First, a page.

DSAE test file

oorlam, noun and adjective

Forms:
oerlam, orlamShow more Also oerlam, orlam, urlam.
Plurals:
oorlams, unchanged, or orlammen.
Origin:
South African Dutch, MalayShow more South African Dutch, adaptation of Malay orang lama, orang person + lama long (of time), ‘one who has been in a place (originally the East) a long time’, hence ‘one with long and wide experience’. There have been other explanations of the etymology, see e.g. quotations 1889 (sense A 1), 1881 (sense A 2), also 1928 (sense B 1).
A. noun Obs. exc. historical.
1. Usually with initial capital. A name formerly given to a member of an indigenous people who, as a result of long contact, was familiar with the customs, standards, and language of the Dutch colonists. See also sense B 2.
1815 J. Campbell Trav. in S. Afr. 284In his kraal there are, of persons who speak the Dutch language, and who are called Orlams — 215.
1980 D.B. Coplan Urbanization of African Performing Arts. 55The majority of professional Coloured musicians..belonged to a broader social category known as oorlams.
2. [see quotation 1980.] Usually with initial capital, and in the plural, used collectively: the members of a predominantly Khoisan people of Namibia, displaced from the Cape Colony in the mid-nineteenth century; Afrikaner noun sense 3; Overlam. See also Bondelswart.
a1838 A. Smith Jrnl (1975) 289All the Orlam went to Barend.
1991 [see Nama noun sense 1].
B. adjective
1. Obsolete except in historical contexts Always with initial capital. Of or pertaining to the ‘Oorlam’ people of Namibia (see sense A 2); oorlams sense 1.
1838 J.E. Alexander Exped. into Int. I. 137He and the hunter were captured some months after by the Orlam Namaquas.
1928 H. Vedder in Native Tribes of S.W. Afr. 116The Orlam tribe, containing many hybrids of Dutch descent, who had adopted something of European civilization, possessing horses and supplied even with firearms, made on the Nama who had never been in contact with civilization, the impression that they were a highly developed people. That the meaning ‘Oorlandse mense’ is also attached to the word Orlam by the Nama would lead one to believe that the word means foreigners, people coming from across the Orange River, ie. people who are ‘further off’.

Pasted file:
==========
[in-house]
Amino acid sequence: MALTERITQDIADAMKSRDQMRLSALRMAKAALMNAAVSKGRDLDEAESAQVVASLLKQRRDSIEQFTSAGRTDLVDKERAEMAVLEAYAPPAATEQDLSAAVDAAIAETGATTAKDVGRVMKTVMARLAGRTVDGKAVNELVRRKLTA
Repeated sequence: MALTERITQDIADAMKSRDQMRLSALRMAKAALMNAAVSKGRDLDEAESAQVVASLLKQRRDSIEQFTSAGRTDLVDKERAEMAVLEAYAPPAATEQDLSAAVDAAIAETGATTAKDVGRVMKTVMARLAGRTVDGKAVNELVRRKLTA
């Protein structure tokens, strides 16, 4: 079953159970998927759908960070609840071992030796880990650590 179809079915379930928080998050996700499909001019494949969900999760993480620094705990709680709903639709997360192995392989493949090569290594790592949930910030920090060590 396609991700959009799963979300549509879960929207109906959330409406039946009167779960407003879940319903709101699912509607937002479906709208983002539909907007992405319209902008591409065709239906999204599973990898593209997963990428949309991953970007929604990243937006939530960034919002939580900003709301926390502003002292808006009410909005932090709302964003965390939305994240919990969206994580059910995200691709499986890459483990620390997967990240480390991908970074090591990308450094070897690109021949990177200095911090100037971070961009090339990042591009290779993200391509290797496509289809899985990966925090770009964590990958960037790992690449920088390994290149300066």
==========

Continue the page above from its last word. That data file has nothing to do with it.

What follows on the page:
2. obsolete. Clever, shrewd, knowing; experienced, worldly-wise; crafty; oorlams sense 2. Cf. baar adjective.
Note:
Used especially of indigenous people long exposed to, and familiar with, the customs, standards, and language of the Dutch colonists.
1881 T. Hahn Tsuni-‖Goam 153If..they give a traveller a man as a servant, they say, ‘He is very orlam; he is not baar’ (he is very handy; he is not stupid).
1913 C. Pettman Africanderisms 349Oorlam,..Also used of a coloured servant whose laziness prompts him to a variety of scheming either to dodge or to scamp his work.
Usually with initial capital. A name formerly given to a member of an indigenous people who, as a result of long contact, was familiar with the customs, standards, and language of the Dutch colonists. See also B 2.
the members of a predominantly Khoisan people of Namibia, displaced from the Cape Colony in the mid-nineteenth century; Afrikanernoun3; Overlam.
Of or pertaining to the ‘Oorlam’ people of Namibia (see A 2); oorlams1.
Clever, shrewd, knowing; experienced, worldly-wise; crafty; oorlams2.

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18151986